The first test launch of NASA’s new Orion spacecraft is currently being paced by its “surrogate” launch vehicle, the United Launch Alliance (ULA) Delta IV-Heavy. The EFT-1 carrier rocket is already in production and in the launch queue, according to ULA, while the EFT-1 Orion continues to undergo outfitting operations at the Kennedy Space Center (KSC).
Since arriving at KSC from the Michoud Assembly Facility (MAF), Lockheed Martin have been busy outfitting the shell of the EFT-1 Orion ahead of its debut mission. This process is expected to take 17 months in total.
The mission will provide vital data for the Critical Design Review (CDR) in April, 2015 – itself a major milestone ahead of Orion’s debut with the Space Launch System (SLS) in 2017.
The launch date has slipped several times, with the latest September, 2014 target confirmed at the latest meeting of NASA’s Aerospace Safety Advisory Panel (ASAP) – conducted at the Johnson Space Center (JSC) in Houston.
“EFT-1 remains on schedule for September 2014. The pacing element for this flight is the surrogate launch vehicle; the capsule itself is well on the path to testing,” noted the meeting’s minutes, pointing to the September, 2014 launch date being known for some time. “That flight will be followed by the uncrewed Exploration Mission (EM)-1 in the fourth quarter of CY2017.”
The ASAP comments do appear to match notes acquired earlier in the year, which also pointed a finger at the Delta IV-H, as opposed to the EFT-1 Orion, as the main scheduling item. However, ULA claimed they were on track for the previous spring launch date for EFT-1.
“The LV for EFT-1 is in our production and launch queue and production is underway. The projected launch date has been agreed to between ULA, LM (Lockheed Marting) and NASA and ULA (and) is on track,” noted noted Dr George Sowers, ULA VP for Human Launch Services, during a Q&A session with NASASpaceFlight.com members.
“If Orion is planning to an earlier date, that is prudent since it’s the first flight for the spacecraft and there’s more risk. The Delta IV rocket, on the other hand, is a mature product.”
With no clear reason for the launch date moving out to the right, it is possible the launch date simply “matured” out of the contract negotiations between NASA and Lockheed Martin at the start of the year, a period when the mission first moved from its late 2013 launch date into the Spring of 2014.
For the purchase of the required Delta IV-Heavy, Lockheed Martin had to work a deal with NASA for purchasing one of the launch vehicles, a deal which is then updated to one between Lockheed Martin and the United Launch Alliance (ULA). Lockheed Martin and Boeing make up the ULA, the joint company is the body responsible for the Delta IV-H.
It was also decided back in 2011 that a Joint Test and Mission Operations Team – consisting of NASA MOD (Mission Operations Directorate) and Lockheed Martin personnel – will control this mission.
As such, the Lockheed Martin team will perform the entire test flight as a “turn-key” operation, implementing a more traditional support structure that includes MOD for the pre-flight testing support and full responsibility of the real-time test flight operations support from T-0 through splash down and post landing vehicle safing.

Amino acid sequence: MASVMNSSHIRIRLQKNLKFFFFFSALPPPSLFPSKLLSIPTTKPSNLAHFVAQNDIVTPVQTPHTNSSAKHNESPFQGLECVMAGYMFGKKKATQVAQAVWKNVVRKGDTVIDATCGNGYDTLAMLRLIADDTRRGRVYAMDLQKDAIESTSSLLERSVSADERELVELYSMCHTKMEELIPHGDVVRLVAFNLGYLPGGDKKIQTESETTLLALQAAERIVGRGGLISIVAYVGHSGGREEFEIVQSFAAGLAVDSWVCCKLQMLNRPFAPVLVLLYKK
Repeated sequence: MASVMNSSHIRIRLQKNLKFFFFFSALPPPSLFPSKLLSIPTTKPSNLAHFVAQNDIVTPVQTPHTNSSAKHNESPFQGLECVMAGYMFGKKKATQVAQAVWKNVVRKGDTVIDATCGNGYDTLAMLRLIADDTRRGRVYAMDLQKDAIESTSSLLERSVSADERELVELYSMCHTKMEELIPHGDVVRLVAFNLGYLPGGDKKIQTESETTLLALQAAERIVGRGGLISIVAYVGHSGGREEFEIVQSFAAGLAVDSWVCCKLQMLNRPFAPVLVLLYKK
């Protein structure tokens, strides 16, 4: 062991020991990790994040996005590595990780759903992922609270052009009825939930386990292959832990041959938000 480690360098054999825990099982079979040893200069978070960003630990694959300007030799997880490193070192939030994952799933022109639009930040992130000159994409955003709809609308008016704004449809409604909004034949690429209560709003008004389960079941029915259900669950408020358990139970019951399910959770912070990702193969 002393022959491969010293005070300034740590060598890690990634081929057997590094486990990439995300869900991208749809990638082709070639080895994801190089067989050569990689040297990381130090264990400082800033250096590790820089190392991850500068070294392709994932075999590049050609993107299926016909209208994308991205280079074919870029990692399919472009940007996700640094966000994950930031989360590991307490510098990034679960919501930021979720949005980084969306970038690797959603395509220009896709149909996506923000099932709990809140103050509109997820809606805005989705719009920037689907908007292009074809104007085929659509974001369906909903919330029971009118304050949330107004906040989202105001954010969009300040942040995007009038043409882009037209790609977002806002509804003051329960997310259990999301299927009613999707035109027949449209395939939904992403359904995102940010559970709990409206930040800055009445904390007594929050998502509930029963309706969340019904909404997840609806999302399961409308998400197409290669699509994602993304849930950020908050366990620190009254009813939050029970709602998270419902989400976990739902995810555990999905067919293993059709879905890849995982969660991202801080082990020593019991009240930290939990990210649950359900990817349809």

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The mission itself – involving two orbits to a high-apogee, with a high-energy re-entry through Earth’s atmosphere on what is a multi-hour test, testing critical re-entry flight performance data and demonstrating early integration capabilities – is a vital step in NASA’s Beyond Earth Orbit (BEO) ambitions.
Orion will return home at a speed almost 5,000 miles per hour faster than that endured by the Space Shuttle orbiters, providing a crucial test of the vehicle’s Thermal Protection System (TPS).
As Orion re-enters the atmosphere, it will endure temperatures almost 2,000 degrees F., with the resulting data being fed into key reviews of the spacecraft’s design, allowing the data to be input in a timely fashion so as to avoid any changes impacting on the 2017 debut of the Orion with the Space Launch System (SLS).
However, the EFT-1 mission isn’t just to test the heatshield, because once that element of the flight has been completed, Orion will require the use of drogue and main parachutes to slow its descent, en-route to a splashdown in the Pacific Ocean.
EFT-1 is without a specific Design Reference Mission (DRM) classification – as observed in the latest Orion Concept Of Operations (CONOPS) presentation, available in L2 – but is heavily tagged as the first step in the path that should eventually lead to crewed missions to Mars.
“EFT-1: Earth Orbit, High Energy Re-entry: This Lockheed Martin led operation – with NASA providing support and exercising an insight function – will be the first test of the Orion MPCV,” noted the document.
“The EFT-1 mission will orbit the Earth twice in a highly elliptical orbit and will re-entry the Earth’s atmosphere at higher speeds and energy than a low altitude orbital mission.”
Although EFT-1 is separated from the Exploration Systems Development (ESD) mission phase, it is classed as the final step ahead of the ESD “tactical” phase, which begins with EM-1.
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